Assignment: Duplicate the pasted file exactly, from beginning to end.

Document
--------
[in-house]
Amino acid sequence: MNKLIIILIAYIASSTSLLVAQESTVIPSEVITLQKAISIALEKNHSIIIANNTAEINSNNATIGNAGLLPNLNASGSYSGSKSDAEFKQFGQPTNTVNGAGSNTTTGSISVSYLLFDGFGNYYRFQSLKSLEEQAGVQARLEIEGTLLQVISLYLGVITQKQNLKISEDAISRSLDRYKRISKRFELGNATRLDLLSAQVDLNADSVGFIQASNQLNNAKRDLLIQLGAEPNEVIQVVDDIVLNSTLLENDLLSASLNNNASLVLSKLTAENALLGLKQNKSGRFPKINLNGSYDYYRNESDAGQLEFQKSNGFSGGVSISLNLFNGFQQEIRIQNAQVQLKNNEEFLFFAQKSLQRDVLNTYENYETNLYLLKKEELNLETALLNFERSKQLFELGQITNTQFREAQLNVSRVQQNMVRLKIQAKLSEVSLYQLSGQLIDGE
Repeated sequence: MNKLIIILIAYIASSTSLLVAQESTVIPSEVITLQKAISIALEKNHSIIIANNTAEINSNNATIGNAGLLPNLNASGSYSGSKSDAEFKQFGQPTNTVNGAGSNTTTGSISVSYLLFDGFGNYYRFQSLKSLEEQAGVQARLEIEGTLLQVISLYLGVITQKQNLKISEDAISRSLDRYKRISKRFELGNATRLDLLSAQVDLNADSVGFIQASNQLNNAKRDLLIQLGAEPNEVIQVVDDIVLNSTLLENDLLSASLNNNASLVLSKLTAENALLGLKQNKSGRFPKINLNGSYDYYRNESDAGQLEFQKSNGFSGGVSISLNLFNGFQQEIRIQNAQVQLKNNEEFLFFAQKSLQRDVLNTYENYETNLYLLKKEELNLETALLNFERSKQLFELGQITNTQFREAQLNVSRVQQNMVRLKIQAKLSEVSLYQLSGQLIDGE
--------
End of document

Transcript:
[in-house]
Amino acid sequence: MNKLIIILIAYIASSTSLLVAQESTVIPSEVITLQKAISIALEKNHSIIIANNTAEINSNNATIGNAGLLPNLNASGSYSGSKSDAEFKQFGQPTNTVNGAGSNTTTGSISVSYLLFDGFGNYYRFQSLKSLEEQAGVQARLEIEGTLLQVISLYLGVITQKQNLKISEDAISRSLDRYKRISKRFELGNATRLDLLSAQVDLNADSVGFIQASNQLNNAKRDLLIQLGAEPNEVIQVVDDIVLNSTLLENDLLSASLNNNASLVLSKLTAENALLGLKQNKSGRFPKINLNGSYDYYRNESDAGQLEFQKSNGFSGGVSISLNLFNGFQQEIRIQNAQVQLKNNEEFLFFAQKSLQRDVLNTYENYETNLYLLKKEELNLETALLNFERSKQLFELGQITNTQFREAQLNVSRVQQNMVRLKIQAKLSEVSLYQLSGQLIDGE
Repeated sequence: MNKLIIILIAYIASSTSLLVAQESTVIPSEVITLQKAISIALEKNHSIIIANNTAEINSNNATIGNAGLLPNLNASGSYSGSKSDAEFKQFGQPTNTVNGAGSNTTTGSISVSYLLFDGFGNYYRFQSLKSLEEQAGVQARLEIEGTLLQVISLYLGVITQKQNLKISEDAISRSLDRYKRISKRFELGNATRLDLLSAQVDLNADSVGFIQASNQLNNAKRDLLIQLGAEPNEVIQVVDDIVLNSTLLENDLLSASLNNNASLVLSKLTAENALLGLKQNKSGRFPKINLNGSYDYYRNESDAGQLEFQKSNGFSGGVSISLNLFNGFQQEIRIQNAQVQLKNNEEFLFFAQKSLQRDVLNTYENYETNLYLLKKEELNLETALLNFERSKQLFELGQITNTQFREAQLNVSRVQQNMVRLKIQAKLSEVSLYQLSGQLIDGE